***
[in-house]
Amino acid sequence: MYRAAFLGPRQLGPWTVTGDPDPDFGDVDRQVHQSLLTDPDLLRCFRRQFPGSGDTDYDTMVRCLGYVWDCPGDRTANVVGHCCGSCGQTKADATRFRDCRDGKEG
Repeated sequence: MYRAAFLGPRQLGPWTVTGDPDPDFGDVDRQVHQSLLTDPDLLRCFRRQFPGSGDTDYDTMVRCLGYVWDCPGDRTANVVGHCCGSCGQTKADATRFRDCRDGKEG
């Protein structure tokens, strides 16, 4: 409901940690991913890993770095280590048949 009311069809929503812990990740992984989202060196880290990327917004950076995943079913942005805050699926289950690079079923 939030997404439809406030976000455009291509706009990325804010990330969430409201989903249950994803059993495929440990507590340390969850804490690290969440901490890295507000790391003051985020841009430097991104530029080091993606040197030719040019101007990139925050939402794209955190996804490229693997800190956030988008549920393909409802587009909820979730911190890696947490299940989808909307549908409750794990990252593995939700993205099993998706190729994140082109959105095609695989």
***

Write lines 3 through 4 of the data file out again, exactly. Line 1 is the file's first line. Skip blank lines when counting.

Repeated sequence: MYRAAFLGPRQLGPWTVTGDPDPDFGDVDRQVHQSLLTDPDLLRCFRRQFPGSGDTDYDTMVRCLGYVWDCPGDRTANVVGHCCGSCGQTKADATRFRDCRDGKEG
């Protein structure tokens, strides 16, 4: 409901940690991913890993770095280590048949 009311069809929503812990990740992984989202060196880290990327917004950076995943079913942005805050699926289950690079079923 939030997404439809406030976000455009291509706009990325804010990330969430409201989903249950994803059993495929440990507590340390969850804490690290969440901490890295507000790391003051985020841009430097991104530029080091993606040197030719040019101007990139925050939402794209955190996804490229693997800190956030988008549920393909409802587009909820979730911190890696947490299940989808909307549908409750794990990252593995939700993205099993998706190729994140082109959105095609695989």